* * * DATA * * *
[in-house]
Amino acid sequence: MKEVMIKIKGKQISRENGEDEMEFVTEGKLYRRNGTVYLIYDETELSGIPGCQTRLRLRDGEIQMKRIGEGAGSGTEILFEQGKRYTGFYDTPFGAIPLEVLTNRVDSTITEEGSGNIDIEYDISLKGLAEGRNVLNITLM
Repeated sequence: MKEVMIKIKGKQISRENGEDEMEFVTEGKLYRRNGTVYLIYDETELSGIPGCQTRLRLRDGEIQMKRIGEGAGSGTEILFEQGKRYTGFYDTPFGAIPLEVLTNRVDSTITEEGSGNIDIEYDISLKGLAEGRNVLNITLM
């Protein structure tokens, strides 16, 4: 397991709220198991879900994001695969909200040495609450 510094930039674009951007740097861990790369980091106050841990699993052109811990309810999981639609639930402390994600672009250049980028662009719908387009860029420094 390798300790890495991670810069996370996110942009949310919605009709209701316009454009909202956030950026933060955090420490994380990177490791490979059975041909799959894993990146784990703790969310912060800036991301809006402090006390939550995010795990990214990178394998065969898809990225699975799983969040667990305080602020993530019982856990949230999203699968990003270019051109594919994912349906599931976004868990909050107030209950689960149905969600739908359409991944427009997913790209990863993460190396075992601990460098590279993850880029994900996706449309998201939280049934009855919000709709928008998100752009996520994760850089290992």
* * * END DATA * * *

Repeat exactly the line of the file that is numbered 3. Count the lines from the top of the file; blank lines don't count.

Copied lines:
Repeated sequence: MKEVMIKIKGKQISRENGEDEMEFVTEGKLYRRNGTVYLIYDETELSGIPGCQTRLRLRDGEIQMKRIGEGAGSGTEILFEQGKRYTGFYDTPFGAIPLEVLTNRVDSTITEEGSGNIDIEYDISLKGLAEGRNVLNITLM